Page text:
Between 3 and 9 am GMT on Sun 29th Sep 2019, Hurricane Lorenzo achieved peak sustained wind speeds of 160 mph, making it a category 5 on the Saffir-Simpson scale.
Just how strong is that? Well, the scale I just mentioned describes the typical damage from category 5 winds as ‘Catastrophic: Most buildings destroyed. Vegetation destroyed. Major roads cut off. Homes flooded’.
We’re talking peak sustained winds on par with a severe tornado but spanning a much wider area (the widest tornado on record was few miles wide, while a hurricane eye is typically 10 to 100 miles wide).
Scarce Events, Strange Places
Category 5 hurricanes are rare beasts; between N. America & Africa there have been just 36 recorded since 1924, an average of one every 2.6 years. Over the North Atlantic, they’re even scarcer; only 10 since 1924 – one every 9.5 years!
Lorenzo was rarer still – in fact unprecedented. It’s category 5 peak was by far the furthest east on record in the North Atlantic (see graphic above).
This comes just 28 days after Hurricane Dorian became the furthest-north category 5 on record for the same ocean.
‘It’s category 5 peak was by far the furthest east on record in the North Atlantic (see graphic above). This comes just 28 days after Hurricane Dorian became the furthest-north category 5 on record for the same ocean.’
Times Are Changing…
To me, the unprecedented behaviour of these two hurricanes seems very fitting for 2019. This year has felt like a preview of what many guidance tools predict to be ‘normal’ some 40-80 years from now.
‘To me, the unprecedented behaviour of these two hurricanes seems very fitting for 2019. This year has felt like a preview of what many guidance tools predict to be ‘normal’ some 40-80 years from now.’
So, how was Hurricane Lorenzo able to achieve top-tier classification so far outside the historical stomping ground of category 5 hurricanes?
Warming Oceans Expand Horizons…
Sustaining a Cyclone
One of the best clues can be found by looking at a plot of sea surface temperature anomalies (SSTAs)…
The large area of +1 to +1.5°C SSTAs you can see in the above map equates to SSTs of 26-28°C. The typical minimum requirement to sustain a tropical cyclone (TC) is 26°C, with major hurricanes tending to need at least 27°C.
So normally, most of this area of ocean would be insufficiently warm to fuel a major hurricane (let alone a category 5!), but it wasn’t in late Sep 2019.
As the oceans warm as part of climate change, these areas of unusually supportive SSTs are being able to develop increasingly far from the regions where such warmth is normally expected.
Carousels & the Earth’s Spin
Now we come to a concept that’s a little less straightforward.
The Earth imparts spin onto weather systems, to a degree that increases from a minimum (of zero) at the equator to a maximum at the poles.
Think of it this way – if you ride a carousel in the way your supposed to (e.g. in a seat or on a model horse), you travel sideways and don’t become dizzy, but if you were to stand on top of it instead, you’d really notice yourself spinning around.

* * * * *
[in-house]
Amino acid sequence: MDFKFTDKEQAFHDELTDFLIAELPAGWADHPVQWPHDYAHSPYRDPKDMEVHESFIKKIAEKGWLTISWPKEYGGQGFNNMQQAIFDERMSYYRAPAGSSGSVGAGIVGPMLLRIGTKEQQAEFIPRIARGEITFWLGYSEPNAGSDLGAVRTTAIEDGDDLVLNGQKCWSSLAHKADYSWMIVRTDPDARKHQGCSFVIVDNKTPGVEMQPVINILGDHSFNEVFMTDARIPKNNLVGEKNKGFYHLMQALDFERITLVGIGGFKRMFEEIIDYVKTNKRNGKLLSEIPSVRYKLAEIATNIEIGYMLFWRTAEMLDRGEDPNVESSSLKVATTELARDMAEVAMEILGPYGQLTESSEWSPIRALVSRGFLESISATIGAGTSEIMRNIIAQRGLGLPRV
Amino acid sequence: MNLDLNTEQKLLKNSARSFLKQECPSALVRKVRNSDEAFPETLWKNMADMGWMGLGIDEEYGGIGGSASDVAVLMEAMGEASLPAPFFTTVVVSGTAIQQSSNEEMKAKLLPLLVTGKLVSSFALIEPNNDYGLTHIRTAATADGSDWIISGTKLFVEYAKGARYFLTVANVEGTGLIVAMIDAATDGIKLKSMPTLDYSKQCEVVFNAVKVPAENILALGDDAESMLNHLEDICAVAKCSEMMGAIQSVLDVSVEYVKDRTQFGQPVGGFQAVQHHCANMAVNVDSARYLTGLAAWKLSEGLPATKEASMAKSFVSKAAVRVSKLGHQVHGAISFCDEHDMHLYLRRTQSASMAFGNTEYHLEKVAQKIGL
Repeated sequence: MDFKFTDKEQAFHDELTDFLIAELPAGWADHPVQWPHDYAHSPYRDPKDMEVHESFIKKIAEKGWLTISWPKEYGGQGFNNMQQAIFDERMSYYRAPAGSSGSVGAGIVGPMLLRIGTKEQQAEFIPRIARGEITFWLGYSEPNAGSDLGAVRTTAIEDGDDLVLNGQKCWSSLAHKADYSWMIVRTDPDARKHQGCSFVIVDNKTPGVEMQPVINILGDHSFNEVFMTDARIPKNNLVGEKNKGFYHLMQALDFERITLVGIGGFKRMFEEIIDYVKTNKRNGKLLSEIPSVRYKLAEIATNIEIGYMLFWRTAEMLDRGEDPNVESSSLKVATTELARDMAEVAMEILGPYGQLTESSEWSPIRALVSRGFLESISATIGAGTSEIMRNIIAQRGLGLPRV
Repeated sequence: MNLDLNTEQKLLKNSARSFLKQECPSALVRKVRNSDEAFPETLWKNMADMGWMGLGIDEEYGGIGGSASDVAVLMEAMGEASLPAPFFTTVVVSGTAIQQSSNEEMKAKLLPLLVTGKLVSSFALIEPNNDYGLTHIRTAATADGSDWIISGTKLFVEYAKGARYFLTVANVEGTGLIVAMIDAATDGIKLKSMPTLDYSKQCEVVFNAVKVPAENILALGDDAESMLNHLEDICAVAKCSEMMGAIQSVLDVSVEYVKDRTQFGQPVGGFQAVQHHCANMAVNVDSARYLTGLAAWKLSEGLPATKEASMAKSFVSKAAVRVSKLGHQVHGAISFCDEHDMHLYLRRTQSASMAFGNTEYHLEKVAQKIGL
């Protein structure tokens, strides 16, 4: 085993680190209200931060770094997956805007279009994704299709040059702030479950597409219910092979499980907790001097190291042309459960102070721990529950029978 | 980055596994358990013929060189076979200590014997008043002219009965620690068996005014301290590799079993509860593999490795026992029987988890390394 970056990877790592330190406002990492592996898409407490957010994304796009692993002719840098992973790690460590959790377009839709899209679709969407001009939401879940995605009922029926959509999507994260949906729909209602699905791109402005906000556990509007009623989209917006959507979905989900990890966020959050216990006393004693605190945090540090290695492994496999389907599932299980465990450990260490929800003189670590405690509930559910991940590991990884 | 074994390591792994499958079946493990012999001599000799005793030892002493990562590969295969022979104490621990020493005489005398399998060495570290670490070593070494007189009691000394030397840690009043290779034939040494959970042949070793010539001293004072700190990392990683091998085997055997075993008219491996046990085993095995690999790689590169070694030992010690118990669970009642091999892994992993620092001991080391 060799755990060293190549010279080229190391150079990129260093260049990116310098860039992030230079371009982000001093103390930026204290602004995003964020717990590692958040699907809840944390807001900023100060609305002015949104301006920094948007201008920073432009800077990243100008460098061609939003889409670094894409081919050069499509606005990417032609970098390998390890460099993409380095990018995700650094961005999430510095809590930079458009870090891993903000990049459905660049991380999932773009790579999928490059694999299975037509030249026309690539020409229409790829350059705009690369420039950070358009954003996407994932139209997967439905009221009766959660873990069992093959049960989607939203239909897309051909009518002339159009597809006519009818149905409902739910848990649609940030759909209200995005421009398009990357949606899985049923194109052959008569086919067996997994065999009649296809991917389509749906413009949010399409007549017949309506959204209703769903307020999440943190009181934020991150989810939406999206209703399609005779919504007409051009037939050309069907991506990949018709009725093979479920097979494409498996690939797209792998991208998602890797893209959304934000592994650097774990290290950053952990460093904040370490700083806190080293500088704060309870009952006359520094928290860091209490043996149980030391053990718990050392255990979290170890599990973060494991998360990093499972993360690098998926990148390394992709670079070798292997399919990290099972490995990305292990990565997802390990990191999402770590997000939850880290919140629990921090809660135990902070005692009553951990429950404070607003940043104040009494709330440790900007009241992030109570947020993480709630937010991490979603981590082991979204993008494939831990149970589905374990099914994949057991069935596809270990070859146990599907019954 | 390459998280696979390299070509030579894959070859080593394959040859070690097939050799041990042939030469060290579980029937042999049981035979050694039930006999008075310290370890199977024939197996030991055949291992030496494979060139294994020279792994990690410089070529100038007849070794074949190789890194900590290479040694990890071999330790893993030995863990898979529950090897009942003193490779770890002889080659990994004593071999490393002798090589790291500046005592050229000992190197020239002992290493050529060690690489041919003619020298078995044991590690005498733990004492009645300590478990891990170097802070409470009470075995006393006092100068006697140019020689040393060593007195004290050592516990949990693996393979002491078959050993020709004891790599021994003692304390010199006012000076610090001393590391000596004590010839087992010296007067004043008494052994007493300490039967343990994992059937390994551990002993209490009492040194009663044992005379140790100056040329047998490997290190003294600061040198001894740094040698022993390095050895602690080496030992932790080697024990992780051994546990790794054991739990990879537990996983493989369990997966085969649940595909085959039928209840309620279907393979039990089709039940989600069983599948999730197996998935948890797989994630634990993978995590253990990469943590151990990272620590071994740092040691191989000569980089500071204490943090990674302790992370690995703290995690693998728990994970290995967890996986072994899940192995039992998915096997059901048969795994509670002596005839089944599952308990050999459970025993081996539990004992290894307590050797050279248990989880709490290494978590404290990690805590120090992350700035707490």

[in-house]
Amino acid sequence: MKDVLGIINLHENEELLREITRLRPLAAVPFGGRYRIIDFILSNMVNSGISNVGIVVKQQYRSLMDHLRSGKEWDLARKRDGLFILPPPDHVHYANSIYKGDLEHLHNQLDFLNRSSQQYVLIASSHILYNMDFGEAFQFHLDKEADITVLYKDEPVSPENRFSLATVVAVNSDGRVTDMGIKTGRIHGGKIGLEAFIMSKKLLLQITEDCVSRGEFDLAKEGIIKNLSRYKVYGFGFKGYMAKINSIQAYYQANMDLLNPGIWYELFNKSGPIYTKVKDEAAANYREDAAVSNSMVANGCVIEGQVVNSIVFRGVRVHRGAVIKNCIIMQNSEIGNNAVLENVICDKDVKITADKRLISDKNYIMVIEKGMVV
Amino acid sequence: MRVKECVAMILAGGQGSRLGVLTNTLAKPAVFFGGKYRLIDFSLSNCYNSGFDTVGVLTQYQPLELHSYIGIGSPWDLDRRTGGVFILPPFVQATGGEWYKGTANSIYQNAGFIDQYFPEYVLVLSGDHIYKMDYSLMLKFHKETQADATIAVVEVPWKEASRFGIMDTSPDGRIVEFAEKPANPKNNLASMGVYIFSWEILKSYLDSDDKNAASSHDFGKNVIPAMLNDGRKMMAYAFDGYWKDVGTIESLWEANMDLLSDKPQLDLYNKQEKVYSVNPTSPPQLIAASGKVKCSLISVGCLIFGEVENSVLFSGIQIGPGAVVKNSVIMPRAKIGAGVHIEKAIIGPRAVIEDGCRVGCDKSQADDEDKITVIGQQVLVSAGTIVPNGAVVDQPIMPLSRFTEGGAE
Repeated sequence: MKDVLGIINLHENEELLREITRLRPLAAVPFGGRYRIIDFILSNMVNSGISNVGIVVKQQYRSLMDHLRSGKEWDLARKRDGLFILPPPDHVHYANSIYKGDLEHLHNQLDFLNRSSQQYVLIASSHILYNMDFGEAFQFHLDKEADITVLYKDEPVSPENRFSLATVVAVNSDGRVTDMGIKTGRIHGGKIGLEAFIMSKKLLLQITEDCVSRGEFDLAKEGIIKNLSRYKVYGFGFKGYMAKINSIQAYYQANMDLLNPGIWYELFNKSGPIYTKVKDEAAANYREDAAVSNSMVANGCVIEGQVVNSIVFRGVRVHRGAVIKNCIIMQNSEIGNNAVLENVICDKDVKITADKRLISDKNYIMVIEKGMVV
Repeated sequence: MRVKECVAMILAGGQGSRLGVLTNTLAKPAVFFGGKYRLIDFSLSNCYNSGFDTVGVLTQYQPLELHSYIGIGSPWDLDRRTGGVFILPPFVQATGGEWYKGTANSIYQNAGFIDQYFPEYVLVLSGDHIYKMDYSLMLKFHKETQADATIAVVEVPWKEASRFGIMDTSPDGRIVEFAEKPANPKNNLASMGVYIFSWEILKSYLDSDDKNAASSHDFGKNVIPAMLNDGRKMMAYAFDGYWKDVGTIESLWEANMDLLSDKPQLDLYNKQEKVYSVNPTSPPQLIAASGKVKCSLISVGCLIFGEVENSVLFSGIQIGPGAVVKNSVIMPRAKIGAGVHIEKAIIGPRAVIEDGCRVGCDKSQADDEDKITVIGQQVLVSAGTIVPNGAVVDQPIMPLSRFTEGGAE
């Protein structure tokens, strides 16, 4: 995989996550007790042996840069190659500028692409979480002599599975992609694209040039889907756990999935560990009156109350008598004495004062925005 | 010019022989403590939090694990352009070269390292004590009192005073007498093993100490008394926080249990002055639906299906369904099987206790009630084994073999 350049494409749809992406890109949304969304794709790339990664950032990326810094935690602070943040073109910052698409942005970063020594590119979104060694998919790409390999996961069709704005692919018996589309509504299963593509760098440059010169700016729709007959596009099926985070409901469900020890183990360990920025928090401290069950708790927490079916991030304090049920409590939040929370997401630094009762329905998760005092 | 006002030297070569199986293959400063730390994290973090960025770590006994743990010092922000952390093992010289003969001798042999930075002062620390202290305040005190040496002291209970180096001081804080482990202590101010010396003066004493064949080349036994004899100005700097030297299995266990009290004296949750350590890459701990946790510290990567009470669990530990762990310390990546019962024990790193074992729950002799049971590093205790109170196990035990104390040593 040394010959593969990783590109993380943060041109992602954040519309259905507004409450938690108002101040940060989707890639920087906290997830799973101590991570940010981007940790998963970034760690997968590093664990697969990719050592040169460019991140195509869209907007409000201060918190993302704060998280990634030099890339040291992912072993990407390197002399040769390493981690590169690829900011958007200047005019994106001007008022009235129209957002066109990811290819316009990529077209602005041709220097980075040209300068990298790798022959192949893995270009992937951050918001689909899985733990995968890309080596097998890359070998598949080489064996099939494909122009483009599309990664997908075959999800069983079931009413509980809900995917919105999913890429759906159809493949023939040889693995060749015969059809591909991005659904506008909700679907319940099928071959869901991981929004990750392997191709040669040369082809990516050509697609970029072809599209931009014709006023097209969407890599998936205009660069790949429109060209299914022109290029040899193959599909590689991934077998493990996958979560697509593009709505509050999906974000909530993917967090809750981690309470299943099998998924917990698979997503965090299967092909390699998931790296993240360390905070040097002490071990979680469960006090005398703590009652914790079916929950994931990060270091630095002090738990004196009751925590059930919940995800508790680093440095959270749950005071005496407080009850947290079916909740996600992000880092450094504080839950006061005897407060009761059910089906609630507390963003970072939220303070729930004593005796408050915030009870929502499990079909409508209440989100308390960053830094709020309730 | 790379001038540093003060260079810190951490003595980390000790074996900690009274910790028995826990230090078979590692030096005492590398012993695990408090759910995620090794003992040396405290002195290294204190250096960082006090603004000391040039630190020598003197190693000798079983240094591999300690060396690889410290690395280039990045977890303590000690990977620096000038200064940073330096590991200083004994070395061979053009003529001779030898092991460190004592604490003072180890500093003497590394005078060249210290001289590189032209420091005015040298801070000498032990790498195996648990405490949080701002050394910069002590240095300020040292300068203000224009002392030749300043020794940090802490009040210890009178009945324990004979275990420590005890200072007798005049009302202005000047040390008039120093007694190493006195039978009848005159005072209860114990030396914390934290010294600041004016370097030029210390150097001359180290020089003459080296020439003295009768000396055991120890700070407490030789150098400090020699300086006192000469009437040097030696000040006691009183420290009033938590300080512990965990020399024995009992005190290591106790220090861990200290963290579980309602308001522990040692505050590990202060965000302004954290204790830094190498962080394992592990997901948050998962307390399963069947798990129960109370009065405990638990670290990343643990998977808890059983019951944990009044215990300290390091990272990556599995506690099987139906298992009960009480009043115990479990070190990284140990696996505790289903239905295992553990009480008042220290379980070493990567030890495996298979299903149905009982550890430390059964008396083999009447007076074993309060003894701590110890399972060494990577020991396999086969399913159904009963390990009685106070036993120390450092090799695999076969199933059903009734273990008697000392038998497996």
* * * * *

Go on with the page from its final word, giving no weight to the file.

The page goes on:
This change with distance from the Earth’s equator (i.e. latitude) is a big deal with tropical cyclones, for they’re all about spinning.
In fact, they rotate in the same direction as the Earth (anticlockwise in the northern hemisphere, clockwise in the southern hemisphere). So, the further a TC is from the equator, the more the Earth helps it to spin.
Now, this is only going to matter for a given TC if there is sufficiently warm ocean beneath it…
… & Climate
Here, we find a link back to climate change; areas of such ocean warmth are developing at increasingly high latitudes.
In these newly warmed areas further from the equator, TCs can exploit the Earth’s rotation to an unprecedented degree.
In the North Atlantic, 27°C+ SSTs typically reach furthest north in the far west, due to the Gulf Stream, which transports very warm water to the north-northeast from the Gulf of Mexico (hence ‘Dorian’ which impacted the Bahamas, holding the record for the most northerly category 5).
Major hurricanes there pose far more of an immediate threat to land, so what’s the big deal about ones developing unusually far north in the middle of the ocean?
Well, here we must look at the bigger picture. As the possible area of major hurricanes expands, so do those for hurricanes and tropical storms. This brings them closer to the European continent along with the Atlantic coastal stretch of north-western Africa (where a cool ocean current from the north has been keeping SSTs too low for TCs).
Tropical Tempests to Threaten Europe
With each passing decade, the risk is increasing that TCs will make landfall on the European continent. We’ve already seen one landfall in recent years; tropical depression Vince made landfall near Huelva, Spain on 11th Oct 2005. It brought so much rain that despite a record-breaking summer drought in the affected region beforehand, some minor flooding developed in the wake of the storm.
TC landfalls on mainland Europe should never become a regular occurrence, thanks to the frequent presence of strong upper-level winds which tear them apart. However, there are typically at least a few windows of opportunity each Aug-Nov for a TC approaching Europe to avoid those strong upper-level winds.
Currently, they tend to run out of oceanic support (i.e. heat) before they can make landfall, but if recent trends continue, that’s not going to be the case for much longer…
Of course, the North Atlantic isn’t the only ocean on Earth with a concerning warming trend. I’ll be watching out for any unusual TC behaviour, especially new records, in the coming weeks.
James Peacock MSc
Head Meteorologist at MetSwift